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Parshas Behaaloscha

Obtaining Wisdom

By Rabbi Pinchas Winston

God told Moshe, “Speak to Aharon and tell him that when he kindles the Menorah, the seven lamps should illuminate towards the Menorah.” (Bamidbar 8:1-2)

This week’s parshah begins with the mitzvah of lighting the Menorah, an allusion to Chanukah, says the Ramban. Fascinatingly, it is the eighth chapter of Bamidbar, and the 36th parshah in the Torah, both numbers of Chanukah (Chanukah is 8 days long, during which we light 36 candles). The Mishkan — the Tabernacle — the portable temple that the Jewish people built and used in the desert, was divided into two sections, the Kodesh Kodashim — the Holy of Holies — where the Aron HaKodesh resided, and the Kodesh — the Sanctuary — in which the Menorah, the Lechem HaPanim (Showbread), and Golden Altar were place, in the south, north, and east respectively.

Said Rebi Yitzchak: One who wants to become wise should turn to the south [when praying], and one who wishes to become rich should turn to the north. Your sign for this is the Table was to the north, and the Menorah to the south. Said Rebi Yehoshua ben Levi: One should always turn to the south, because through obtaining wisdom, he will obtain wealth. (Bava Basra 25b)

Hence, the Menorah is the symbol of wisdom, and being that, it is the map one must follow along his or her journey to wisdom. By understanding the structure of the Menorah, one can understand the path to wisdom, for though knowledge is easily attainable by just about anyone, wisdom is reserved for the special few.

The first thing to point out that the Menorah of the Temple had seven branches, like the days of the week. And, like the days of the week, six of the branches were different from the seventh branch, three being on each side of the middle branch, just as the last three days of the week, and the first three days of the next week, envelope the Shabbos that follows and precedes them.

This is why “Shabbos” is mentioned in each introduction to the Shir Shel Yom — the Psalm of the Day — and why at the end of the “song” for Day Four — Wednesday — we mention the words “Lechu neranana,” the first words of Kabbalas Shabbos each week. This indicates that the kedushah of the upcoming Shabbos begins on the fourth day of the week, and it ends at the conclusion of the third day of the upcoming week. Hence, this is the cut-off point for saying Havdalah from Shabbos, and for reviewing the weekly parshah — Shnei Mikrah, Chad Targum — of that Shabbos as well. What’s the connection?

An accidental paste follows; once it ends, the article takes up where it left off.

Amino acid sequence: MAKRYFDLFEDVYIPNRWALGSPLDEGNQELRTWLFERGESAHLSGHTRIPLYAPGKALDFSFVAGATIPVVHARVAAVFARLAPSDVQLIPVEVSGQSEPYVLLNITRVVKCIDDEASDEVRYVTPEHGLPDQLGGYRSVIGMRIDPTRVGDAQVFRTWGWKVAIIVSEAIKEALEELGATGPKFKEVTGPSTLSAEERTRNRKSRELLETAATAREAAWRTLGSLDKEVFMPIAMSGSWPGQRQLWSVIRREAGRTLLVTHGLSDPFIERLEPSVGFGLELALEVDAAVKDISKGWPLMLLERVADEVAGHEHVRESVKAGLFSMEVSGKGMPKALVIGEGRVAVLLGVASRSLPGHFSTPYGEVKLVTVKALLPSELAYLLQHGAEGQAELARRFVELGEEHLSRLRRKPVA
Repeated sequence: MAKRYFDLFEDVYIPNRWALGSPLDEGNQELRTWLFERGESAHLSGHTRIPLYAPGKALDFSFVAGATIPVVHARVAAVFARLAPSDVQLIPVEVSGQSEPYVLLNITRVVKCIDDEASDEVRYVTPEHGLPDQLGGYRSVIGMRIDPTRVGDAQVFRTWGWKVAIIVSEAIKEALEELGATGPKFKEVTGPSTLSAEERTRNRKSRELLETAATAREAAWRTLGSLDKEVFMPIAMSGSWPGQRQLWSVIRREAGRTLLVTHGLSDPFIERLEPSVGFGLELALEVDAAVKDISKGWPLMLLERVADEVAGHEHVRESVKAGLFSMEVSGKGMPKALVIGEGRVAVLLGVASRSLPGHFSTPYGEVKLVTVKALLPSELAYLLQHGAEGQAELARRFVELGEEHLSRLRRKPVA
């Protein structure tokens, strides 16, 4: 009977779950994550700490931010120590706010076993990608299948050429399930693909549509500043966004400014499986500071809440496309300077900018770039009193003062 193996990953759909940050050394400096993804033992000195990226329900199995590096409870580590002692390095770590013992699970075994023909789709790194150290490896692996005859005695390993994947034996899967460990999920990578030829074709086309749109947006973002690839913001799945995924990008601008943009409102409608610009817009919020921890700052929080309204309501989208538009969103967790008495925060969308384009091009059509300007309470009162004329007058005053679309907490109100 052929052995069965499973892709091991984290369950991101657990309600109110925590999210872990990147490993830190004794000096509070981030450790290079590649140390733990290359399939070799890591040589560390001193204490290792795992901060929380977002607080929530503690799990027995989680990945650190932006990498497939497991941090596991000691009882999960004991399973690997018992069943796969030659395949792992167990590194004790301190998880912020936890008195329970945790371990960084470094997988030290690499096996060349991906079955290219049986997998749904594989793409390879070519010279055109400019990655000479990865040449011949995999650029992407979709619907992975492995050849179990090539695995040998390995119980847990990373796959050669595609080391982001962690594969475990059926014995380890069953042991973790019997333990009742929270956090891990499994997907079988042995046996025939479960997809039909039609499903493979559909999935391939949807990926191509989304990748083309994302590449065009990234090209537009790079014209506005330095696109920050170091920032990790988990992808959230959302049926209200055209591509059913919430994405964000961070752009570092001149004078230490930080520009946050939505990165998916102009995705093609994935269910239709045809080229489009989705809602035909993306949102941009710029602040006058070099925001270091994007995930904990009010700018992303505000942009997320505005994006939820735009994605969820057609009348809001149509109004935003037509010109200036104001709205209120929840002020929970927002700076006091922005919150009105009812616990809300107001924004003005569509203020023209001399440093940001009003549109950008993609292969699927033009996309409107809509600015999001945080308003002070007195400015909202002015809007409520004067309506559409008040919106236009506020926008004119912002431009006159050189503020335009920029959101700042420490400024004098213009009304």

The connection is that the acquisition of wisdom is only relevant in this world, which was made in seven days. For, only in this world is wisdom so necessary for survival, and in order to make good sense of the opportunity of life. And yet, it is so hidden, and because it is, we can use our free- will to pursue it, to acquire it, and to benefit from it along our path to fulfillment: If you want it like money and seek it like buried treasures, then you will understand fear of God and Godly Knowledge you will find. (Mishlei 2:4- 5)

It is a tree of life for those who grasp it. (Mishlei 3:18)

There are 48 ways to acquire wisdom … (Pirkei Avos 6:6)

In the World-to-Come, there is only Godly knowledge. Indeed, even as early as Yemos HaMoshiach, wisdom stops being an object of pursuit, being a gift from Heaven:

After, The Holy One, Blessed is He, will take His revenge against them, as spoken about in Yechezkel, and the Jewish people will dwell in their land in security and with much good. Da’as — Godly understanding — will greatly increase, as will wisdom and purity. (Sha’arei Leshem, p. 491)

In other words, in Yemos HaMoshiach, the reality of eight begins, which always alludes to the supernatural, as part of the preparation for the Worldto- Come. Hence, Chanukah is an eight-day holiday, celebrated with an eight-branch menorah, and it ceases to be a holiday in Yemos HaMoshiach, since at that time everyday will be “Chanukah.”

But, the Menorah, as this week’s parshah indicates, is only meaningful when it is kindled. After all, it is the olive oil, and the flame that it produces, that is the true symbol of Divine wisdom:

Why olive oil and not nut oil? Because, the olive is the symbol of light to the world. (Tanchuma, Tetzaveh 6)